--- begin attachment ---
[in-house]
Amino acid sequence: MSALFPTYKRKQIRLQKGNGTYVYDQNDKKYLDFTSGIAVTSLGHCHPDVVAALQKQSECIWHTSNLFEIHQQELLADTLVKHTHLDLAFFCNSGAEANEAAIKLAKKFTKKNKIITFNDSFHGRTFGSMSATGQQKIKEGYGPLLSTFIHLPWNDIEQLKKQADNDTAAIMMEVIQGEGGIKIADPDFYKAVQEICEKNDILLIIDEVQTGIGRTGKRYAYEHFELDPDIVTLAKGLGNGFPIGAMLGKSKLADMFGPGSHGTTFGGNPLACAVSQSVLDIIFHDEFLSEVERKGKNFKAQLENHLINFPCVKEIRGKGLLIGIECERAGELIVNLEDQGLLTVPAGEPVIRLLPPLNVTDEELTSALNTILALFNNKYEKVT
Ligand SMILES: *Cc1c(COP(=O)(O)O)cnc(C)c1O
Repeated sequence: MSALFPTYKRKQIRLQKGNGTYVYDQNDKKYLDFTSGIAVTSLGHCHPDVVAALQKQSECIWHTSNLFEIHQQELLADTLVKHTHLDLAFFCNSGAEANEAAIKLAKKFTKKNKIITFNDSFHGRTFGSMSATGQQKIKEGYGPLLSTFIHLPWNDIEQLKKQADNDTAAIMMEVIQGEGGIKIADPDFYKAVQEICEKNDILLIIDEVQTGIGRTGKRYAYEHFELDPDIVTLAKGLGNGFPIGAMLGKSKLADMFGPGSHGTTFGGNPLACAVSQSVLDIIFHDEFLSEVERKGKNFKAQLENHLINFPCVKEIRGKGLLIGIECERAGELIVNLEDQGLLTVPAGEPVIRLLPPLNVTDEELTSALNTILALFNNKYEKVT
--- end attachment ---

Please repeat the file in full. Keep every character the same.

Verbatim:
[in-house]
Amino acid sequence: MSALFPTYKRKQIRLQKGNGTYVYDQNDKKYLDFTSGIAVTSLGHCHPDVVAALQKQSECIWHTSNLFEIHQQELLADTLVKHTHLDLAFFCNSGAEANEAAIKLAKKFTKKNKIITFNDSFHGRTFGSMSATGQQKIKEGYGPLLSTFIHLPWNDIEQLKKQADNDTAAIMMEVIQGEGGIKIADPDFYKAVQEICEKNDILLIIDEVQTGIGRTGKRYAYEHFELDPDIVTLAKGLGNGFPIGAMLGKSKLADMFGPGSHGTTFGGNPLACAVSQSVLDIIFHDEFLSEVERKGKNFKAQLENHLINFPCVKEIRGKGLLIGIECERAGELIVNLEDQGLLTVPAGEPVIRLLPPLNVTDEELTSALNTILALFNNKYEKVT
Ligand SMILES: *Cc1c(COP(=O)(O)O)cnc(C)c1O
Repeated sequence: MSALFPTYKRKQIRLQKGNGTYVYDQNDKKYLDFTSGIAVTSLGHCHPDVVAALQKQSECIWHTSNLFEIHQQELLADTLVKHTHLDLAFFCNSGAEANEAAIKLAKKFTKKNKIITFNDSFHGRTFGSMSATGQQKIKEGYGPLLSTFIHLPWNDIEQLKKQADNDTAAIMMEVIQGEGGIKIADPDFYKAVQEICEKNDILLIIDEVQTGIGRTGKRYAYEHFELDPDIVTLAKGLGNGFPIGAMLGKSKLADMFGPGSHGTTFGGNPLACAVSQSVLDIIFHDEFLSEVERKGKNFKAQLENHLINFPCVKEIRGKGLLIGIECERAGELIVNLEDQGLLTVPAGEPVIRLLPPLNVTDEELTSALNTILALFNNKYEKVT